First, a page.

The next day on stage, the full cast of Scènes practically oozed glamour in their brand new costumes and accessories created by the opera house’s costume department in cooperation with the Royal Ballet. The dancers adapted rather quickly to the particular style demanded by Carr, replacing what he called the “Munich-run” with an elegant sweeping, skimming the floor-type run. Notwithstanding, audiences were a little reserved in their applause, as noted by the press after the premiere. Although the “art deco” appeal of the costumes was right on trend if you ask the fashion police, the cool and unaffected air of Scènes two days prior to Christmas evening was – to use strong words – unpopular. One critic even noted that the piece itself lacked any sort of “warmness of heart” and the dancers resembled “animated marionettes”.

Katharina Markowkaja and Lukáš Slavický in Ashton's Voices of Spring

Katharina Markowkaja and Lukáš Slavický danced the Voices of Spring pas de deux. As breathtaking and demanding the choreography is for the dancers, the couple made it look effortless and vivacious. Yet again, the premiere press seemed to be underwhelmed (“one Ashton too many”), labelling the piece “charming but redundant”.

A very familiar face in Munich (she served as Artistic Director of the ensemble from 1978 to 1980); Lynn Seymour staged Five Brahms Waltzes in the Manner of Isadora Duncan. Stephanie Hancox filled the subtle, quiet moments with great depth and thoughtfulness while going all out during the moments of pure abandon, exquisitely accompanied by company pianist Maria Babanova who showed a great understanding of Ms. Hancox’s timing. In between the waltzes, there were moments of silence. One could clearly see the memory of Isadora that Hancox had just embodied fade away, making way for quiet reflection – only to then start anew with another mood, another short story. The audience was finally enraptured by Ms. Hancox’s compassionate and honest interpretation and the first “Bravos” were heard in the auditorium.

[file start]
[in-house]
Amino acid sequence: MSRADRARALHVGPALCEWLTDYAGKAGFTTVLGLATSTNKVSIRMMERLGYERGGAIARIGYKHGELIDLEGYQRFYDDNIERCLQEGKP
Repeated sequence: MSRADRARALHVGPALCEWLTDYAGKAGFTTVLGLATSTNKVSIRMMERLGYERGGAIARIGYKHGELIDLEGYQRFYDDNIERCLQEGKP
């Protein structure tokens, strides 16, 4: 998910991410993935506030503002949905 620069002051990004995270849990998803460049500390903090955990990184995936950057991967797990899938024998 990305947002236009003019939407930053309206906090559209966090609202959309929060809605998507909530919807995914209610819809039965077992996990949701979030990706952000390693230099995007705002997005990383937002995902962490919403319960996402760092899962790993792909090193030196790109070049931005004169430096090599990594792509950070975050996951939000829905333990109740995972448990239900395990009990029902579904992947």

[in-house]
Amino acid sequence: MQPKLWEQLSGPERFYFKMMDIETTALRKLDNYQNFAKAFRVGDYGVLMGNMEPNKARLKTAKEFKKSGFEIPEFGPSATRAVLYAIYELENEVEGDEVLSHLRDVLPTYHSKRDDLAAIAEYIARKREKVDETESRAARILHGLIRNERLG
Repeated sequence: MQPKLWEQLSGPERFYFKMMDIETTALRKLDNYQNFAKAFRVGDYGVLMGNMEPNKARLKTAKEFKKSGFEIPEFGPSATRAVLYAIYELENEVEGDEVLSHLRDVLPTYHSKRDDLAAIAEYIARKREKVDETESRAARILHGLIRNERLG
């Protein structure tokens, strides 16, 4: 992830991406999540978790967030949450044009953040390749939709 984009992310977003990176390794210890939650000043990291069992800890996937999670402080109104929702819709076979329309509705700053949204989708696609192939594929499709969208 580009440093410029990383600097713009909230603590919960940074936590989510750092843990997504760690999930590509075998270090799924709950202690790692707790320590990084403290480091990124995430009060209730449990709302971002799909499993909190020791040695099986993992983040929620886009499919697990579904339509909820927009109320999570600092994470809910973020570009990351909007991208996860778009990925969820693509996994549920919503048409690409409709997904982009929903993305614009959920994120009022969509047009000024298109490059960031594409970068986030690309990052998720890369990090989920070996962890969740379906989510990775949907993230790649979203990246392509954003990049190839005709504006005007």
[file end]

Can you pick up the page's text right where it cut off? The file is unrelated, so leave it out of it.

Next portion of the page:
Stephanie Hancox in Ashton's Five Brahms Waltzes in the Manner of Isadora Duncan

To finish the evening, MacMillan’s Song of the Earth. The work showcased the company’s principals, with prima ballerina Lucia Lacarra as the “woman”, her partner Marlon Dino as the “man” and Tigran Mikayelyan as the “messenger of death”. It seems as though, familiarity is trump. Song has been in the repertory since 2006 and was celebrated then, as it is now: Mahler’s music directed with great attention to detail by Ryusuke Numajiri together with the Bavarian State Orchestra and Opera ensemble members Heike Grötzinger and Bernhard Berchtold, paired with dancing that just does not get any better, culminating in several curtain calls and thunderous applause.

Artists of the Bavarian State Ballet rehearse Kenneth MacMillan's Song of the Earth

Even though the overall reception of this British ballet “sampler” evening might have been a little aprehensive, it certainly made people engaged in discussions about the style, its distinction and perhaps the differences in taste. I cannot help but notice that the German need for constant explanation and analytical reasoning is problematic when meeting abstract, plotless or original works. It remains to be seen how contemporary Britain, represented by Mr. Maliphant’s work, is going to be seen and how the rest of the season will pan out. Ashton’s lovable comedy ballet La Fille Mal Gardée will no doubt test the acting abilities of the ensemble as much as the ongoing understanding of the style, while BRB’s guest appearance will afford the audience an opportunity to take a look at the “real deal” and to familiarise with such works as De Valois’s Checkmate and Ashton’s The Dream.

So long and an excited “Cheers!” from Munich,

Wiebke


All photos by Wiebke Schuster ©

About the Author:

Wiebke Schuster currently lives in Munich. She completed her Bachelor of Arts (Honours) in Dance Theatre and studied Arts Administration at the Limón Dance Company in New York. She is a regular contributor to the Bavarian State Ballet Blog.